With patriarchs of the infant world--with kings,

            The powerful of the earth--the wise, the good,

            Fair forms, and hoary seers of ages past,

            All in one mighty sepulchre. The hills

            Rock-ribb'd and ancient as the sun,--the vales

            Stretching in pensive quietness between;

            The venerable woods; rivers that move

            In majesty, and the complaining brooks

            That make the meadows green; and, pour'd round all,

            Old Ocean's grey and melancholy waste,--

            Are but the solemn decorations all

            Of the great tomb of man. The golden sun,

            The planets, all the infinite host of heaven,

            Are shining on the sad abodes of death,

            Through the still lapse of ages. All that tread

            The globe are but a handful to the tribes

            That slumber in its bosom.--Take the wings

            Of morning, pierce the Barcan wilderness,

            Or lose thyself in the continuous woods

            Where rolls the Oregon and hears no sound

            Save his own dashings--yet the dead are there:

            And millions in those solitudes, since first

            The flight of years began, have laid them down

            In their last sleep--the dead reign there alone.

            So shalt thou rest: and what if thou withdraw

            In silence from the living, and no friend

            Take note of thy departure? All that breathe

            Will share thy destiny. The gay will laugh

            When thou art gone, the solemn brood of care

            Plod on, and each one as before will chase

            His favourite phantom; yet all these shall leave

            Their mirth and their employments, and shall come

            And make their bed with thee. As the long train

            Of ages glides away, the sons of men,

            The youth in life's green spring, and he who goes

            In the full strength of years, matron and maid,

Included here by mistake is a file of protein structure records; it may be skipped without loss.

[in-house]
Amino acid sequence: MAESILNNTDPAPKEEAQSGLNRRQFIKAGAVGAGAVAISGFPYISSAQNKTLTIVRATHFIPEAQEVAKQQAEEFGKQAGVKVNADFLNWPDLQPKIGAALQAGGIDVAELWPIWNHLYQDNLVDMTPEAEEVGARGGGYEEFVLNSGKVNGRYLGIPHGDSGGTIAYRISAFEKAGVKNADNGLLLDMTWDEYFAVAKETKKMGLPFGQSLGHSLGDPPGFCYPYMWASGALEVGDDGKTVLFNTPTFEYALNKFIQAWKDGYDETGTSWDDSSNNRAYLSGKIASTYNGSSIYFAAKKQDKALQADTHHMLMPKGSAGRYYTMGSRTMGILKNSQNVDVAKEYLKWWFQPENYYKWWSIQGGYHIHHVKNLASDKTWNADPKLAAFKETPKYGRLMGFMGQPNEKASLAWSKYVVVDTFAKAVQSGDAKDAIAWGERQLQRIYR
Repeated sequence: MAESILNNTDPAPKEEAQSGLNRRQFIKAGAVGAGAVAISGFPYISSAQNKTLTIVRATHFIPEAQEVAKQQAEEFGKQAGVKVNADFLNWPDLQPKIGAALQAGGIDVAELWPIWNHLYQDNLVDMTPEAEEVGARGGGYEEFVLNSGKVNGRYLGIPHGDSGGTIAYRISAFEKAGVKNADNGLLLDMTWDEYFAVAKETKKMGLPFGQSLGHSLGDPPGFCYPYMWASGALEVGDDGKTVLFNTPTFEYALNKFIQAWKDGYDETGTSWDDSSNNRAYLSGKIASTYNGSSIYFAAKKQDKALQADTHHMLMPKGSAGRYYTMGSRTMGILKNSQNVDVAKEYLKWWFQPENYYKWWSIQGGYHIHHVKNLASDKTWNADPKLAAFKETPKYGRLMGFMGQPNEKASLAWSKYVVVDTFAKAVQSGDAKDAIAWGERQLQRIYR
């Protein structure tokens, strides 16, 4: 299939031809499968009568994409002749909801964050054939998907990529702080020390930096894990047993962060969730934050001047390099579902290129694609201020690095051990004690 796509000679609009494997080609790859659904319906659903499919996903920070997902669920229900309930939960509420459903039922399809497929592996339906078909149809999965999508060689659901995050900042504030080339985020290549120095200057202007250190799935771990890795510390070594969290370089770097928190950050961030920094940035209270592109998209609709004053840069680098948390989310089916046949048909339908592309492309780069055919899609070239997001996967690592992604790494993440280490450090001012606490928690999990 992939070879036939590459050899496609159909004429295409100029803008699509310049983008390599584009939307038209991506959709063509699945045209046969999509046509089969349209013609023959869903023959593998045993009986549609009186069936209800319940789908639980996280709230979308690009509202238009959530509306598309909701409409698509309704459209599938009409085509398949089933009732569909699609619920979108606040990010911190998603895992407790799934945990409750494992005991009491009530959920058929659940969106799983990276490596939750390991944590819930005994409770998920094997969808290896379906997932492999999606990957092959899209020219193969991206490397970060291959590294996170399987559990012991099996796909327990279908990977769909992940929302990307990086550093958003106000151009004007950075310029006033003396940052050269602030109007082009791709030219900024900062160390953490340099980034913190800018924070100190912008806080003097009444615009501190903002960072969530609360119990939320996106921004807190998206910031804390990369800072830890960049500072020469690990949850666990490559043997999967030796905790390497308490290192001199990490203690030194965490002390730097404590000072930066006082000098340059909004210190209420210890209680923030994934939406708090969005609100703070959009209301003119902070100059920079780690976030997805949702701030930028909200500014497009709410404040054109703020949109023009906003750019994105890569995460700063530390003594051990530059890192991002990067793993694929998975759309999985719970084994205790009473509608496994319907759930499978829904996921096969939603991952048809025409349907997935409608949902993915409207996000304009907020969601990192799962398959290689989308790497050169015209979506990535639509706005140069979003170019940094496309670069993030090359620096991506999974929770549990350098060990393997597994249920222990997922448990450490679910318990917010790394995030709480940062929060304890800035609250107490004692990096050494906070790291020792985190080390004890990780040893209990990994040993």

The speechless babe, and the gray-headed man--

            Shall one by one be gathered to thy side

            By those who in their turn shall follow them.

             

            So live, that when thy summons comes to join

            The innumerable caravan which moves

            To that mysterious realm where each shall take

            His chamber in the silent halls of death,

            Thou go not, like the quarry-slave at night,

            Scourged by his dungeon; but, sustain'd and soothed

            By an unfaltering trust, approach thy grave,

            Like one who wraps the drapery of his couch

            About him, and lies down to pleasant dreams.


Wonder if my employee will come to work today. 

Kind of a contrast between old and new I suppose.

De-evoloution, I think that is a good term...

Wednesday, May 6, 2009

Rain and repairs






The sun came out briefly today. I discovered lakes in our newly planted fields. Now I know how folks in the midwest feel!
First picture is from last week when we were planting triticale. Seed company said it needed to be irrigated. Didn't say exactly when it needed it...
Worked on 2-135 today. Fixed an oil leak and managed to make a huge mess doing it. I didn't get the buckets changed fast enough. What a mess.
Last photo is of the $275 sensor for the digital tach on the White 2-135. I find it unbelievable that AGCO charges $275 for a fairly uncomplicated proximity sensor. I robbed this off a junk combine and really hope it works. BUT-you can buy these things on ebay for $10-$50. To do this I would have to do a little research but I've seen the three wire honeywell sensors like the New Holland balewagons use priced reasonably. I'm betting these sensors are nothing special. They don't use an external magnet so there are a little different. Will have to check this out.
Employee texted me this morning he was not feeling well. He ways 350lbs so I doubt he is every feeling well. I offered to buy him a gym membership to help him lose weight and he declined.
The one thing I fear is becomming pathetic. I don't mind being strange, eccentric, annoying, weird, just not pathetic.
Life goes on.
I sure wish I would have moved my tractor out of the field. Look past the fender on the MM G706. Do you see a White 2-155 MFD with a Great Plains drill? Yup, that is a long walk though ankle deep mud!

Tuesday, May 5, 2009

How does it go back?


I've got my White 2-135 in pieces. Engine had excessive blowby, to the tune of a blue cloud and a gallon of oil per fuel fillup. I found a hopefully good engine out of a 2-155. I decided to try swapping since it has been raining.
I wanted to hook up the electronic tach. A new sensor is $275. I really hate AGCO. Raising in prices on parts for recently orphaned tractors is silly. If I can't afford the parts for an AGCO brand tractor I am sure not going to buy a new one from AGCO.

Sunday, May 3, 2009

Sunday showers